RVs are big and can be challenging to park in just standard spots, so it’s common for road warriors to park their RV at an RV lot or campground and spend a few days or weeks exploring a new area. Larger RVs may also tow a small car for local exploring.

This means that you have plenty of time on an RV lot where outdoor living is important. Maximize your trip’s value with comfortable outdoor living essentials like tables, chairs, outdoor storage, canopies, and more. Gear from brands like RIO makes it easy to create cozy outdoor living spaces.

Shelters and Canopies

RVs differ in the amount of coverage they offer for outdoor “front porch” living space. For instance, Airstreams and deluxe RVs typically come with a retractable roof covering the front door area to provide shade and coverage for grilling and outdoor enjoyment. Whether you lack this space with your current setup or need more coverage, solutions like Quik Shade shelters and canopies can maximize your shade area without a lot of work.

With options ranging from standard to deluxe, you can choose your level of involvement with setup. Standard grade canopies are quicker to set up, while deluxe canopies are designed to be semi-permanent structures. If you plan on being in an RV park for a season, then it doesn’t hurt to go for the canopy upgrade for long-lasting shade.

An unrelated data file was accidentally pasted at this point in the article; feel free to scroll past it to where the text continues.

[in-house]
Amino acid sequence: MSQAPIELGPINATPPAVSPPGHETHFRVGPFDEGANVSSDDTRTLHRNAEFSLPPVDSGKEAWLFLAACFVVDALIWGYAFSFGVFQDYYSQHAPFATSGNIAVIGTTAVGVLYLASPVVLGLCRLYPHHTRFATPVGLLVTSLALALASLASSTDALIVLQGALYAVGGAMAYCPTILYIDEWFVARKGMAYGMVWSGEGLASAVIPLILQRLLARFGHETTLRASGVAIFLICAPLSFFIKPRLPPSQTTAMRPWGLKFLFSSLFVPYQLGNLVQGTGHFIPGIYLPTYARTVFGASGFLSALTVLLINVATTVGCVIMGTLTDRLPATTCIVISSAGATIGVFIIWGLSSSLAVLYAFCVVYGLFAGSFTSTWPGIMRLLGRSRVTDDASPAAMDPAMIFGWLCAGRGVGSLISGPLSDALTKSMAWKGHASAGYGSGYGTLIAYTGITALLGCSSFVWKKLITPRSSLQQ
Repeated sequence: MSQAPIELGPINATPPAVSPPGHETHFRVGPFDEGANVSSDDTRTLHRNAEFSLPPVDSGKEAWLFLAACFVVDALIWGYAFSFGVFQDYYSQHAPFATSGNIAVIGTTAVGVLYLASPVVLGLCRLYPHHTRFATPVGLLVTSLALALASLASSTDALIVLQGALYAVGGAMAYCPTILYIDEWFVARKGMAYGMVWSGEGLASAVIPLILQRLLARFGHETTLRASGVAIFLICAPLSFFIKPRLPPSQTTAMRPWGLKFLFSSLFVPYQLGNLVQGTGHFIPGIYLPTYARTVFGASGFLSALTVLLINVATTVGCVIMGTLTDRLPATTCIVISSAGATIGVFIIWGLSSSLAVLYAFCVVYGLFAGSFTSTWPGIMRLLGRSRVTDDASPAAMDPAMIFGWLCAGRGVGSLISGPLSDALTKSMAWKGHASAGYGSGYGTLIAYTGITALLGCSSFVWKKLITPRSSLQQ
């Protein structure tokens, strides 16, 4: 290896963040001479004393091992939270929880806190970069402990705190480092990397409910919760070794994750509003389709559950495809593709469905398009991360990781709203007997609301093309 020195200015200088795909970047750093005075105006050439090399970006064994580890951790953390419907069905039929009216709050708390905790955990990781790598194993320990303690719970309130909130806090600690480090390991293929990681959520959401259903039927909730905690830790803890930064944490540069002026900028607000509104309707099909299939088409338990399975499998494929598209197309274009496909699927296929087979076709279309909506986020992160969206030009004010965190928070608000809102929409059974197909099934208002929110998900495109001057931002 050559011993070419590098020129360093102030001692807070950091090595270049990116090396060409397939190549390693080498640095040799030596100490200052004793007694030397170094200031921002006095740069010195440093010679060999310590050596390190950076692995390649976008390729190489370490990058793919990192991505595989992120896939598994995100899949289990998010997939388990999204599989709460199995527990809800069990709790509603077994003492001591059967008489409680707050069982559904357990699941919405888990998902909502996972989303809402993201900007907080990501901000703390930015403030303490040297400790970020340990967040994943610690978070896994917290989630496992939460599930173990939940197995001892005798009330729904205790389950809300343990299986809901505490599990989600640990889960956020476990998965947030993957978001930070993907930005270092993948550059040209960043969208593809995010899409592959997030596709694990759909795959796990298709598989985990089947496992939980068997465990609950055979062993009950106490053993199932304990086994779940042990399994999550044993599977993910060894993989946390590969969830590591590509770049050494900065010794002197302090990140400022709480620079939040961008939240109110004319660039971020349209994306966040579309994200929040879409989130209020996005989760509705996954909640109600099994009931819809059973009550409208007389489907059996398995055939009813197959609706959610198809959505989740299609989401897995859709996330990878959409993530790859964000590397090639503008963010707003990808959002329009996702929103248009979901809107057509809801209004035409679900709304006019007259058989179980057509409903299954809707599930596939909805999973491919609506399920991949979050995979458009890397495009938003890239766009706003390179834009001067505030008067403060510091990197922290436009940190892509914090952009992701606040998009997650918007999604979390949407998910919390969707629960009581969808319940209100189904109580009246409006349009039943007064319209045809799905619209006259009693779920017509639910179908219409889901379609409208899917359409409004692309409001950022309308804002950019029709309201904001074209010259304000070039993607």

Portable Tables and Chairs

While most RVs come equipped with indoor dining areas, these areas can be cramped. You may also want a change of scenery and some fresh air. A folding table doesn’t take up much space while you travel and can easily be set up in an outdoor space as a safe place to cook, dine, and entertain.

Need more outdoor storage space to reduce the burden on your RV at camp? Shelterlogic portable storage sheds come in all sizes and can reduce clutter inside your RV when you’re parked for a while. Store outdoor camping gear, chairs, kindling for fires, and more without worrying about having enough indoor closet space.

Lounging Chairs

Many people get an RV to enjoy the simple things in love and to soak in leisure time. You earned your RV and your free time, so make every aspect of your life comfortable. Portable folding chairs from the Margaritaville line aren’t just functional and comfortable, but they are also stylish and durable.

Check out options that include highboys, canopy chairs, foldable chairs, and more. Portable lounging chairs can come in various materials, while canvas is the lightest and easiest to carry and clean.